Police using new AI cameras to catch drivers using their phones – 'you will get caught'

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The technology, which can also detect whether drivers are wearing a seat belt, is being rolled out on select routes across the two counties over the next two months. The trial is being funded by the Vision Zero South West road safety partnership and overseen by Devon and Cornwall Police.

It is being done in an effort to deter drivers from distractions which can result in serious and fatal collisions.

The Acusensus system is housed in a vehicle equipped with multiple cameras that records footage of passing motorists.

Images captured by the cameras are processed using artificial intelligence (AI) to determine if motorists were using a handheld mobile phone or if drivers and passengers were without a seat belt.

The technology can also determine the speed at which a vehicle was travelling at the time.

READ MORE: Elderly drivers hit out at maximum driving age proposals

The new rules were introduced to close a loophole previously exploited by dangerous drivers to escape conviction.

Motorists found to be using their mobile phone at the wheel may be hit with six penalty points and a £200 fine.

If someone has passed their test within the last two years, they will have their licence taken away from them.

In some cases, the situation may be taken to court in which case they could be banned from driving or riding, as well as a maximum fine of £1,000, which rises to £2,500 if they’re driving a bus or lorry.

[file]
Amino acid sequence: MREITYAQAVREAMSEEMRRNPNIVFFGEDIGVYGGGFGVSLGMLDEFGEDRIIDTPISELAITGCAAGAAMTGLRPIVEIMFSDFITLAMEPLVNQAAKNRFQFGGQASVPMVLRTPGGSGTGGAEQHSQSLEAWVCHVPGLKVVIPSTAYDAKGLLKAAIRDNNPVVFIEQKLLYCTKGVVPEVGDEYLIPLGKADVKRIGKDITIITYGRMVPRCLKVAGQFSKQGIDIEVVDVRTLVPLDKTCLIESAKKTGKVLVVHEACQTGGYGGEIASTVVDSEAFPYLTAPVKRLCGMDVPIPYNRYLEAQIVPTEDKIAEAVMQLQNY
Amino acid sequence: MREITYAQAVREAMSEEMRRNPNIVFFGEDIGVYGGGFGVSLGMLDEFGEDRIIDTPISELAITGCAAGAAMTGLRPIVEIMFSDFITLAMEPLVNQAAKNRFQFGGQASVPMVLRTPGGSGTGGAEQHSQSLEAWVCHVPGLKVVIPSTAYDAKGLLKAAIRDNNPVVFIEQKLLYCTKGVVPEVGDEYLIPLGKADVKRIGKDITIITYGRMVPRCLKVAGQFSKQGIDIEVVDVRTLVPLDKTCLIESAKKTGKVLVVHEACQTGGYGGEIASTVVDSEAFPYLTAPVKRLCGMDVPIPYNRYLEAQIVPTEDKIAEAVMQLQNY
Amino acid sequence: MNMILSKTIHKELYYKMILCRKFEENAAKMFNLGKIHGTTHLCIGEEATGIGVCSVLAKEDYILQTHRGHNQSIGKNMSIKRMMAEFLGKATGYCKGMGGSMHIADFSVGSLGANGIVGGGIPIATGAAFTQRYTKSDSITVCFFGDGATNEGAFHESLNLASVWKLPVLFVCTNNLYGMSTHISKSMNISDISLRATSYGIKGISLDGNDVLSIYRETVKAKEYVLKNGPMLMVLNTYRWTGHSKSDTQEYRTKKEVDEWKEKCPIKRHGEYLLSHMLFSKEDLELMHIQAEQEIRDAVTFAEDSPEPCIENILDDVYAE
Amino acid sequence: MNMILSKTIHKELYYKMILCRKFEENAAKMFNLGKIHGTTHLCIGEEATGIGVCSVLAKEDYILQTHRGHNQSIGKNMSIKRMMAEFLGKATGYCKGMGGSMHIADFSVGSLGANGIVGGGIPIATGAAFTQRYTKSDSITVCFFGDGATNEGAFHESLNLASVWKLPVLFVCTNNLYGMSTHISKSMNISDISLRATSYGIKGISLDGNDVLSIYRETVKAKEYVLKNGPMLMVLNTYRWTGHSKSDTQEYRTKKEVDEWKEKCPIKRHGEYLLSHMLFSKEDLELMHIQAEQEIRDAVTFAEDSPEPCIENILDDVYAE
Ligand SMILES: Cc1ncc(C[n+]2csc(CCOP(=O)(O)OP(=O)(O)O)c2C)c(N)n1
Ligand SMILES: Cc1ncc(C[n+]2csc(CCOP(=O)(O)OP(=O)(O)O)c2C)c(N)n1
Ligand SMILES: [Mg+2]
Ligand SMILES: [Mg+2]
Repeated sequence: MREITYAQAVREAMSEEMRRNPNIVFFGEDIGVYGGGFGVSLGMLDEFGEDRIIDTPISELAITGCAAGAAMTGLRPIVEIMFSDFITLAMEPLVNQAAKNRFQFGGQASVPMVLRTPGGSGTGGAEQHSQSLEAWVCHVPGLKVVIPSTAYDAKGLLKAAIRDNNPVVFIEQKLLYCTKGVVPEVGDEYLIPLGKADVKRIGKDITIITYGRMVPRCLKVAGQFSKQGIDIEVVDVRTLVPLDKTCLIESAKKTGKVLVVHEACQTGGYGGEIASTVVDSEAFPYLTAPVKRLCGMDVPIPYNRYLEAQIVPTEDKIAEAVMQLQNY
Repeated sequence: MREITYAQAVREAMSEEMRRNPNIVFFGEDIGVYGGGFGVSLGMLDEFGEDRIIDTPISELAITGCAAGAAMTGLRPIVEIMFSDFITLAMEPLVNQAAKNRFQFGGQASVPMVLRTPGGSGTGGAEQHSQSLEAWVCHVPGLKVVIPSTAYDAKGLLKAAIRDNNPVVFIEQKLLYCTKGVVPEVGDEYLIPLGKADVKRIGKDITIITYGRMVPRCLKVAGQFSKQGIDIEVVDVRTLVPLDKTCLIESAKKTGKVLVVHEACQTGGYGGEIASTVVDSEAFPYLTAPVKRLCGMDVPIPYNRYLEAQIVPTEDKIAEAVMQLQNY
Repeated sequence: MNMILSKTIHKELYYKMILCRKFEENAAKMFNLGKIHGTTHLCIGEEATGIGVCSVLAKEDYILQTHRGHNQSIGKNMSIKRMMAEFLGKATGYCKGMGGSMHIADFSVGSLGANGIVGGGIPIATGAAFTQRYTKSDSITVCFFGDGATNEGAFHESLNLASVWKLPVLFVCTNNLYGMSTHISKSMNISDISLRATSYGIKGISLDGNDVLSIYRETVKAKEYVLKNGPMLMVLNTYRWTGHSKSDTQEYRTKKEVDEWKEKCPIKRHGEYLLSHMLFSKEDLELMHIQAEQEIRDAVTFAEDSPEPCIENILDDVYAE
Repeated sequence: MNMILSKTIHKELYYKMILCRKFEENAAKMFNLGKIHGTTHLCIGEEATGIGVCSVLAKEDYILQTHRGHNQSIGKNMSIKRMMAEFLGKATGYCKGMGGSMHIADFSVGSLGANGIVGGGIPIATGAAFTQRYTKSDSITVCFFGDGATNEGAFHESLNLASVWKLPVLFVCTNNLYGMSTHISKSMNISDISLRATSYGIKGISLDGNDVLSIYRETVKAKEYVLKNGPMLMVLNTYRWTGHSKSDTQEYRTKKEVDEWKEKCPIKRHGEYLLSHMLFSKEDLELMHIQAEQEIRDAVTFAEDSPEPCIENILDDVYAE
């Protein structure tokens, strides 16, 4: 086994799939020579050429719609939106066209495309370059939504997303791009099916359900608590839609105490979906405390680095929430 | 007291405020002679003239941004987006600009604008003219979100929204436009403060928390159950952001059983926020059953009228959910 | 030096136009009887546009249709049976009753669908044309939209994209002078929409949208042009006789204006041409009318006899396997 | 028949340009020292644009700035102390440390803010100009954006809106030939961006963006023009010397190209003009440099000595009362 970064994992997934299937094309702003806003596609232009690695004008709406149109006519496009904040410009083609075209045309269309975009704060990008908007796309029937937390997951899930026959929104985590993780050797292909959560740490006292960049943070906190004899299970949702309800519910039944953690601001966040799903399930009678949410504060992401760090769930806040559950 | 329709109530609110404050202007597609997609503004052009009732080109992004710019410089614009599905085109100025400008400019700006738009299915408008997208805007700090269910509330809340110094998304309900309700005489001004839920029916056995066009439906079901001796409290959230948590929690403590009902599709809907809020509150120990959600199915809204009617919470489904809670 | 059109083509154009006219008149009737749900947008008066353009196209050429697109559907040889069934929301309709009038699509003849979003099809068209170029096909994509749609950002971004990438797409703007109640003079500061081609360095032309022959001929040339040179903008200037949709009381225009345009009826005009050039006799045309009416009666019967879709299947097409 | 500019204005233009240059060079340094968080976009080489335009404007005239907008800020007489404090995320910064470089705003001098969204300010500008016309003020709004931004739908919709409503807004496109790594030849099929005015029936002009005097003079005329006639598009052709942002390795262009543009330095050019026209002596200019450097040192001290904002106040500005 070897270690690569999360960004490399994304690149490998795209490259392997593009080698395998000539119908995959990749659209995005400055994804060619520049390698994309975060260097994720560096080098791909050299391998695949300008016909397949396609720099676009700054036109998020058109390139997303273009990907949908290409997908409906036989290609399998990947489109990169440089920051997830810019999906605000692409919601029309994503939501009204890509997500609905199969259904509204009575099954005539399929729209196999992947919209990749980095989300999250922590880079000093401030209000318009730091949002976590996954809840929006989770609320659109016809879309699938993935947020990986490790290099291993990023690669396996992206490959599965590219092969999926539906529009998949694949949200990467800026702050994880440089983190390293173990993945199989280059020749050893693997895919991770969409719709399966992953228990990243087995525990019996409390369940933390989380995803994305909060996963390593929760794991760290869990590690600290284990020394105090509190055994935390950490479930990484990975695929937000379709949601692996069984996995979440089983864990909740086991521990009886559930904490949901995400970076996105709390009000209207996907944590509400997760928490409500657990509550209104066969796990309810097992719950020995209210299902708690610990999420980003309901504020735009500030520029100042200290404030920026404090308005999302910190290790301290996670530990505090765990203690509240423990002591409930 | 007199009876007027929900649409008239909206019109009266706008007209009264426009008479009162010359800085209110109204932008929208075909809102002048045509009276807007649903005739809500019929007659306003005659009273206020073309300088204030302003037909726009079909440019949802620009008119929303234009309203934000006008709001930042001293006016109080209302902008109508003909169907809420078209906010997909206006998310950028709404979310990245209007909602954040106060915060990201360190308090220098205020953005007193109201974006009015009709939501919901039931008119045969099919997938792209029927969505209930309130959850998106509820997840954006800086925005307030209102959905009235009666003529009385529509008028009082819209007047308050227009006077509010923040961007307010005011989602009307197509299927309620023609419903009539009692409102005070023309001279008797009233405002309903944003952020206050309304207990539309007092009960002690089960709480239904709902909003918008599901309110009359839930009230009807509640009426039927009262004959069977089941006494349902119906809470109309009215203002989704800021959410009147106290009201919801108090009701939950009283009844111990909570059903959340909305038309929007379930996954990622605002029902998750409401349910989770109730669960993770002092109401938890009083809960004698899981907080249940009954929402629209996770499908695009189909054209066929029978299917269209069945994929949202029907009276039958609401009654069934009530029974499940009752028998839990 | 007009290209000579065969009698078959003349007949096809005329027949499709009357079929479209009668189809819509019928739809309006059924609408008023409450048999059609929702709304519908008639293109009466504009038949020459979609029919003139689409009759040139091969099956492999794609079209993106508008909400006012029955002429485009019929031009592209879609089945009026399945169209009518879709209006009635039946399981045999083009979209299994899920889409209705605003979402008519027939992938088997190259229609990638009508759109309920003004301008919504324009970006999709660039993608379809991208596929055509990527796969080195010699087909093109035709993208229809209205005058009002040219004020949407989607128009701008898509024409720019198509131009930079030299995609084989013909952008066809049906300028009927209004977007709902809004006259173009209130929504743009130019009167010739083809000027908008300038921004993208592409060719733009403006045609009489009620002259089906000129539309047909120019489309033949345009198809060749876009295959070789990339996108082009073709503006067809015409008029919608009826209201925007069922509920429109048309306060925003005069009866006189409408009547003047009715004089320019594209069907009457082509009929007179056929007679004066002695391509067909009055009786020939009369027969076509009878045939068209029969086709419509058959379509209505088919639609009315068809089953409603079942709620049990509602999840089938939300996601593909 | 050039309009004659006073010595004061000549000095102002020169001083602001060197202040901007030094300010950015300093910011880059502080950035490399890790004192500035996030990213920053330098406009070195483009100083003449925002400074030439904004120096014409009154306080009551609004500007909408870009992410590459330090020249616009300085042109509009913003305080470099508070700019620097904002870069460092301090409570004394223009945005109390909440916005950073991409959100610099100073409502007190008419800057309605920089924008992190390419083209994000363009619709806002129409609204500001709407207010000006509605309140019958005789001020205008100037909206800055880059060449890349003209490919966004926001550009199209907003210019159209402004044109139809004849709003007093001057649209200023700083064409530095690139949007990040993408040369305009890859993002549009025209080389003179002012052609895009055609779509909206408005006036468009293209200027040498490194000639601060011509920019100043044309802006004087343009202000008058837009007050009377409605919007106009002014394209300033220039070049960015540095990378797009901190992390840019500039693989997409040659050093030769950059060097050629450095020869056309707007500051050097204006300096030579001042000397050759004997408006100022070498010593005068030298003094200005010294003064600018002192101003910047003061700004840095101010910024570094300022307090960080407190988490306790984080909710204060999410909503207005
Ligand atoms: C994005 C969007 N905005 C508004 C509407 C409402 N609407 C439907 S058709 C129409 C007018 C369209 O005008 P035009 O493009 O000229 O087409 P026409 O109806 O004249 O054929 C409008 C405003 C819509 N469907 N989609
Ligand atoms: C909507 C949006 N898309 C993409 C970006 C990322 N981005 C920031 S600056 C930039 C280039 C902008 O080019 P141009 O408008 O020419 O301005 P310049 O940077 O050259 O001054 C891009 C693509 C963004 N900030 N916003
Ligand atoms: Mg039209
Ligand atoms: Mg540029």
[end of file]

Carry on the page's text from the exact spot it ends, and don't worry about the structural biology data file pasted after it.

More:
Drivers are able to use a handheld device if they need to call 999 or 112 in an emergency and it’s unsafe or impractical to stop.

They are also permitted to use it if they are safely parked or making a contactless payment in a vehicle which is not moving, such as at a drive-through.

In 2020 a national road safety survey was commissioned by Alison Hernandez, Police and Crime Commissioner for Devon, Cornwall and the Isles of Scilly and then-APCC lead for road safety.

Of the 66,000 people who responded, 55 percent said they witnessed road traffic offences such as using a mobile phone or not wearing a seat belt on a daily basis, with 21 percent saying they witnessed them on a weekly basis.

Furthermore, 81 percent of respondents agreed that road traffic offences required more enforcement.

Commissioner Hernandez, who is also chairman of the Vision Zero South West road safety partnership, said: “Road safety is one of four priorities in my Police and Crime Plan. 

“There are too many people being killed or seriously injured on Devon and Cornwall’s roads.

“By embracing new technology such as the Acusensus system, we have the opportunity to improve compliance with these laws and consequently make our roads safer for everyone.”



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